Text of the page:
Take a Page From the Motion Identity Playbook

If your brand doesn’t move, does it even exist?

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It’s no secret that the social media landscape is changing at a breaking speed. Instagram and TikTok are placing evermore emphasis on video, tweaking their algorithms to favor moving content over static images. Reels are drawing the lion’s share of attention in people’s feeds, and we’re yet to see the full impact of Generative AI on content creation.

Add to all this our ever-reducing attention spans and the challenge is clear: It is now harder than ever for brands to engage audiences without video. The necessity for creating a consistent cadence of content that incorporates motion design and animation is driving a very real need for brands to enhance their visual identities by adding motion identity guidelines.

Beyond ubiquitous phone screens, the sustained benefit of establishing a robust motion identity is that it can add memorability and meaning for a brand in virtually every space and place. While a visual identity system provides the essentials—logo, colors, typography, imagery, icons, patterns—a motion identity expands this toolbox into the realm of video with principles, behaviors, guidelines and templates that establish new dimensions of the brand, such as timing, pacing and rhythm. A library of animation styles can be set for the most-used applications, while flexible guidelines encourage inventive play for special occasions. A great motion identity not only helps engage people in new ways, but also empowers brand teams to be creative, consistent and cohesive anywhere video is essential—which, arguably, is everywhere now.

Here’s how to evolve your design ecosystem to continually captivate your intended audience without investing the time and resources required for a full rebrand

The motion identity playbook

The entertainment industry pioneered the practice of establishing an ownable motion identity for each distinct sub-brand, especially in television. Every TV channel since the 1950s has used motion graphics as the “glue” that lets viewers know what they’re watching, what’s next and what’s new.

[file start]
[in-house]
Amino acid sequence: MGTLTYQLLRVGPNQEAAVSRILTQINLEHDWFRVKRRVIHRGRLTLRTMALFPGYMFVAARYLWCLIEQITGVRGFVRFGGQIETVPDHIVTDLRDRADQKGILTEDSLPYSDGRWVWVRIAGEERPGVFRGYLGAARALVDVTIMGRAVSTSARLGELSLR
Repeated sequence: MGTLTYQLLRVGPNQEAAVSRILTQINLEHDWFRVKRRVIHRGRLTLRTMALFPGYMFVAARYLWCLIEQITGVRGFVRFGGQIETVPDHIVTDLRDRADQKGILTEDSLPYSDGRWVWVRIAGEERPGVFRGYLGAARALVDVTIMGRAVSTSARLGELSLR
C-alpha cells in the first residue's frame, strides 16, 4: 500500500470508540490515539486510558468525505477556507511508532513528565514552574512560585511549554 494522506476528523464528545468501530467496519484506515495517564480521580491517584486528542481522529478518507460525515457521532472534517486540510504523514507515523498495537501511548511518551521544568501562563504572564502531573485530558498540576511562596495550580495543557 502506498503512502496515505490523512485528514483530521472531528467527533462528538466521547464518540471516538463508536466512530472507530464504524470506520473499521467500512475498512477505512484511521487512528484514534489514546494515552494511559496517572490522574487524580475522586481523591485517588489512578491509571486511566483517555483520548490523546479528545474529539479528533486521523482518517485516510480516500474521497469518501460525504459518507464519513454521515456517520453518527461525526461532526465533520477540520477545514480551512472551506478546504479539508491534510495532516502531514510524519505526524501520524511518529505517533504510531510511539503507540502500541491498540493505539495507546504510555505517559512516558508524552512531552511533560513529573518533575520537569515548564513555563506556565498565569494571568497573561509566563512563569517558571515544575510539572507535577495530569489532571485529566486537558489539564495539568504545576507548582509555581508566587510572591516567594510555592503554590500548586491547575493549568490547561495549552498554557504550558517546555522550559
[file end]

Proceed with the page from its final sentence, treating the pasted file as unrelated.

As social media platforms prioritize video, screens replace billboards and 5G internet reaches more people, it is vital for all business sectors to learn from the entertainment brand design playbook. The good news is, most established brands already have an extensive visual system and the foundational elements to help establish a motion behavior in place. Pinterest, for example, elevated its existing identity system through motion last year; usage of a motion behavior system that nods to user habits—the tactility of pinning on cork and the process of collaging ideas—brought the brand to life.

The need for distinguishable motion design far exceeds basic functionality: Motion is inherently emotional. It enables a brand to communicate to audiences with a unique style and personality that is emblematic of its brand position. Today, it’s not just entertainment brands that need motion design—every company needs the ability to engage, excite and entertain audiences across all the platforms where video thrives. With so many brands, from Accenture to Zoom, now creating animation and incorporating motion graphics into social posts, the question is how to draw the eye in a way that ties all your brand elements together.

Entertainment brands may have written the book, but what are the translatable rules that any brand can lift from its pages?

Understand your brand essence